Tags: ActiveEngine, C#, Decorator Pattern
add a comment
For Thanksgiving Sensei’s mother came to visit the dojo, but this time she brought a new addition to the family, her dog. This puppy is lovable enough, and like all puppies needs training, which Sensei felt compelled to provide. When Sally got out of line and starting biting, Sensei held her down gently but firmly around the collar bone. This is an old trick that Cesar the Dog Whisperer practices with the smaller dogs – firm, gentle and consistent.
After two times, Sally stopped nipping at Sensei. “Wow, that really works quickly”, Sensei’s mother says.
“It’s easy to do, here’s how, ” and he showed her. The next time Sally started nipping, Sensei’s mother repeated the maneuver many times and lo and behold, Sally learned to not bite.
There are some lessons to be learned here for those who wish to practice Agile, Test Driven Development and implement design patterns: you must learn good technique from good practitioners, then repeat, repeat, repeat while seeking feedback. There’s no short cut to internalizing execution, and certainly no short cut to understanding when and why to apply design patterns. This begs the question for senior team members when do you make design decisions and what justification can you convey to junior team members concerning your choices?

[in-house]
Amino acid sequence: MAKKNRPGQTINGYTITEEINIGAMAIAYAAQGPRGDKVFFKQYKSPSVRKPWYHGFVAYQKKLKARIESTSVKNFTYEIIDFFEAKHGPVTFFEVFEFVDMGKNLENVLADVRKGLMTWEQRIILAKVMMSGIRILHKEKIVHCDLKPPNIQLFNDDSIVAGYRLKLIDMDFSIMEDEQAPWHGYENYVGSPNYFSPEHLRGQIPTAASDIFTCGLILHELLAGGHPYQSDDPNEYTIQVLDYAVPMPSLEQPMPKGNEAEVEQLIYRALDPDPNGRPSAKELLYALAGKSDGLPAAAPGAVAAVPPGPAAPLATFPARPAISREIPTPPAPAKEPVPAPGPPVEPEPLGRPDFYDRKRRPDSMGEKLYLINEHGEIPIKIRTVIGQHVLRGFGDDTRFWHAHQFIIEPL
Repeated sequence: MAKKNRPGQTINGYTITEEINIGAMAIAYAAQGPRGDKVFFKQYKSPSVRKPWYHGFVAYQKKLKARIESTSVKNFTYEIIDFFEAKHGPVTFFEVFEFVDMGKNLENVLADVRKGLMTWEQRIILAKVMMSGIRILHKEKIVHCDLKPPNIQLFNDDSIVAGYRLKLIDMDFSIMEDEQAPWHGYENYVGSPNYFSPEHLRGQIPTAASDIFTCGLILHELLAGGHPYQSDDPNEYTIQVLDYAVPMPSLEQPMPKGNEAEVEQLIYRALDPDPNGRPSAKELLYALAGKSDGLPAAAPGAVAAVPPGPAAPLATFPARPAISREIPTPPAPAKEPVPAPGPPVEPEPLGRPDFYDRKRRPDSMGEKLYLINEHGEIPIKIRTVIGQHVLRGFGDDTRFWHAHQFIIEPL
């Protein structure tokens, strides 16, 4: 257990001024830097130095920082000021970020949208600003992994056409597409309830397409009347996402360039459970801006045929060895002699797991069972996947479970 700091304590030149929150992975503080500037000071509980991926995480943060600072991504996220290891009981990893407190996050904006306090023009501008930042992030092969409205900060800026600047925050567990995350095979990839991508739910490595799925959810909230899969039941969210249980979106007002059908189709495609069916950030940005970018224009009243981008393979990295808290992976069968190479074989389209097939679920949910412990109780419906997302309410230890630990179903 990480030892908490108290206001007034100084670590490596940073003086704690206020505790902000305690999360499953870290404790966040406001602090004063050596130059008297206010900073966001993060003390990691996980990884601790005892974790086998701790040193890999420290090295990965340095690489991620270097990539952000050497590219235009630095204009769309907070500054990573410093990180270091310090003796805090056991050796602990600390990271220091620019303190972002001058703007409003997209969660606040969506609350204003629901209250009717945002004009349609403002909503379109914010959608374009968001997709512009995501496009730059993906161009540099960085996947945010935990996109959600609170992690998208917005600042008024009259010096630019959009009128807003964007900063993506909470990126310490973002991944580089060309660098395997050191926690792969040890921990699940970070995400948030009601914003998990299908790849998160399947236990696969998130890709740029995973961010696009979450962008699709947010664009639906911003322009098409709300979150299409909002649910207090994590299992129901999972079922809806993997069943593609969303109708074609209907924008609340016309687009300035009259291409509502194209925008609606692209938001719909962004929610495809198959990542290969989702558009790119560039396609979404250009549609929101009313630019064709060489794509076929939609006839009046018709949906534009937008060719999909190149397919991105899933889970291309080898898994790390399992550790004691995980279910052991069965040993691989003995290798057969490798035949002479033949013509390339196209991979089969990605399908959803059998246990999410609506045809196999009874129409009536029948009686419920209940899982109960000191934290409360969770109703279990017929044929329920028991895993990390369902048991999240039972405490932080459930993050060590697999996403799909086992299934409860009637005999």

Sometimes this can be very easy. The decorator pattern is a great example, as the justification answers the question of “I have many variations to accommodate in a billing process, and do not want a proliferation of classes or difficult logic to support all the exceptions.” To make this connection between technical implementation with business requirements takes practice, and the articulation of the justifications is a great way to obtain fluency. Repetition and review and those key ingredients that help create a powerful ActiveEngine toolkit.